Nobody knows when Phase Two will end. And for a very good reason. When we get toward the end, there will again be fears: “As soon as we stop this price fixing, prices will jump, won’t they?” So there’s a self-perpetuating gimmick in so-called temporary price fixing. Once you hold prices down by edict, you have to keep holding them down in order to prove that you are doing some good.

If, on the other hand, the money supply were kept down, prices would not tend to rise and the price fixing would not be at all necessary. I’d like to say here, of course, that I’m simplifying somewhat in talking about the effects of changes in the money supply. There is usually a lag between increases in the supply of money and increases in prices. This may range from 6 months to a year. But everything depends on the special conditions that exist. Just let’s keep in mind that it’s changes in the money supply that determine changes in the level of prices.

Phase One ostensibly froze every price and wage just where it was. Phase Two is supposed to be looser and more flexible. It is supposed to allow for and prevent hardships to individual producers. Therefore, it turned things over to a board, or a group of boards, so they could use their discretion. But discretion in the hands of bureaucrats is a very dangerous thing. The members of these three boards for price fixing and wage fixing are not even officials of the American government. They are ostensibly private citizens. Now to have private citizens telling everybody what they can charge and what they can pay raises legal and constitutional questions of a very grave nature.

The administration has set up three separate boards. One is a Cost of Living Council, which is supposed to preside over the whole arrangement. Then there is a Pay Board which is supposed to take care of wages and salaries. And a Price Commission that is supposed to fix prices. What is the relationship between these three bodies? It’s been purposely kept quite vague.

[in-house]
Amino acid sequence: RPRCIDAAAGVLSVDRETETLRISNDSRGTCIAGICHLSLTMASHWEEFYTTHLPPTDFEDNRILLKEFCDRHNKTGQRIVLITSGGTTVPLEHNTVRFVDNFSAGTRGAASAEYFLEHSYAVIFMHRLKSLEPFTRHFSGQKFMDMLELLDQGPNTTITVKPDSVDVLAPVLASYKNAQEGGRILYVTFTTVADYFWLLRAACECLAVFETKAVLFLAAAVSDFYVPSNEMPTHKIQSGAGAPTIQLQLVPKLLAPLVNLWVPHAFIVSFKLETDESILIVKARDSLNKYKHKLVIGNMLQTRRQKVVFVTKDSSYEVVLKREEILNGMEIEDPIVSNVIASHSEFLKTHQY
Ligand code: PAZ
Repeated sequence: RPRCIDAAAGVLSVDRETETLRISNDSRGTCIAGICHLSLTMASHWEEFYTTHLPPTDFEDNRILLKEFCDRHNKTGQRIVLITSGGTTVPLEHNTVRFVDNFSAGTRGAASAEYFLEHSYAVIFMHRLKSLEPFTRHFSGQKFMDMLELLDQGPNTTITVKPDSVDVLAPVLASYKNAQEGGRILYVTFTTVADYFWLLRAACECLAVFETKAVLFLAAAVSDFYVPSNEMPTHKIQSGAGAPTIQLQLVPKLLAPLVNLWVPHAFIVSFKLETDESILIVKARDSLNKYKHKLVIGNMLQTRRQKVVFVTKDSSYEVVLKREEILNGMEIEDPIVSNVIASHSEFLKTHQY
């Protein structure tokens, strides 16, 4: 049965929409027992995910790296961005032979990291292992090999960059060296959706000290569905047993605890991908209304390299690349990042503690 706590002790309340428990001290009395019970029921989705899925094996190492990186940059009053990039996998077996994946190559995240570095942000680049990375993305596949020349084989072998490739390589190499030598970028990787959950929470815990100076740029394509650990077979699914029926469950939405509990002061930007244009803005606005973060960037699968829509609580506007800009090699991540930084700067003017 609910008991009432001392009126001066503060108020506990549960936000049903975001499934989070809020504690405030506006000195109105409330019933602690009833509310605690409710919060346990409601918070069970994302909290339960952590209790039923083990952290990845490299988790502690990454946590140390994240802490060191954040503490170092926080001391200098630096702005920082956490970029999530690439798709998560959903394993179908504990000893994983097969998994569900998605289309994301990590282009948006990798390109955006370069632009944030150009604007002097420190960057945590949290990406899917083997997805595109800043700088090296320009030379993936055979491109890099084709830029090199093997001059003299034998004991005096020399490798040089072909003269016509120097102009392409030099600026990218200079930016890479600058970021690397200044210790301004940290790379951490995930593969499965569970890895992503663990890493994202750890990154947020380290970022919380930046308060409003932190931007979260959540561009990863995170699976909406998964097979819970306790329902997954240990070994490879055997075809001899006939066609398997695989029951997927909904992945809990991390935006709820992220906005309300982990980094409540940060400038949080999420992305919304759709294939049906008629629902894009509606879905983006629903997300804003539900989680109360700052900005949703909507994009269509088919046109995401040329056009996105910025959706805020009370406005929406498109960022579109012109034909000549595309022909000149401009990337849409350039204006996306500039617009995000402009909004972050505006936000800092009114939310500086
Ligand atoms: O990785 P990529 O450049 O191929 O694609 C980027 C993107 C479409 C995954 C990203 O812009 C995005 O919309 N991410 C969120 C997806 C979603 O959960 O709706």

The Price Commission is composed ostensibly only of members of the public. The Cost of Living Council is composed ostensibly only of members of the public. The Pay Board is a tripartite group of fifteen persons, five supposedly representing labor, five employers, and five public. Now union labor constitutes only one quarter of the labor in this country, yet every one of the five members of the Pay Board is a union leader. This is a little lopsided. And then Mr. Meany made it quite clear early on that the unions would feel free to pay no attention to any ruling that wasn’t in their favor. That isn’t going to help.

Then the Pay Board can fix wages and the Price Commission can fix prices. But when the Pay Board fixes wages, it pays no attention to prices because they aren’t within its jurisdiction. Prices are in the jurisdiction of the Price Commission. But costs have already been set by the Pay Board. So if the Price Commission doesn’t follow along submissively and endorse all the decisions of the Pay Board by allowing these increased costs to pass through, or if it tries not to let them pass through, then it is going to create great disruptions in the economy.

As a result of having two bodies governing wages and prices respectively, we have two formulas: one formula governing wages and another formula governing prices. Wages are to be allowed to go up 5.5 percent, but prices are to be allowed to go up only 2.5 percent.

Let’s look at this 2.5 percent for a moment. It’s a completely arbitrary figure taken out of the air. If we want to control prices, why not just control prices—fix them just where they are? What is the point of allowing an increase of 2.5 percent? If we fear it would do harm not to allow price increases of 2.5 percent, why doesn’t it do harm to allow increases of only 2.5 percent?

But why is the wage increase figure set at three percentage points above the price figure? Why is the allowable wage rise set at 5.5 percent, and the allowable price rise at only 2.5 percent? The rationale for this has grown up over the years. The Bureau of Labor Statistics has long been making estimates of the “man-hour productivity” in the country. These estimates have shown an average increase of about 3.2 percent a year over the period since World War II. The Bureau now estimates that for the 1970s this increase in productivity will average 3 percent a year.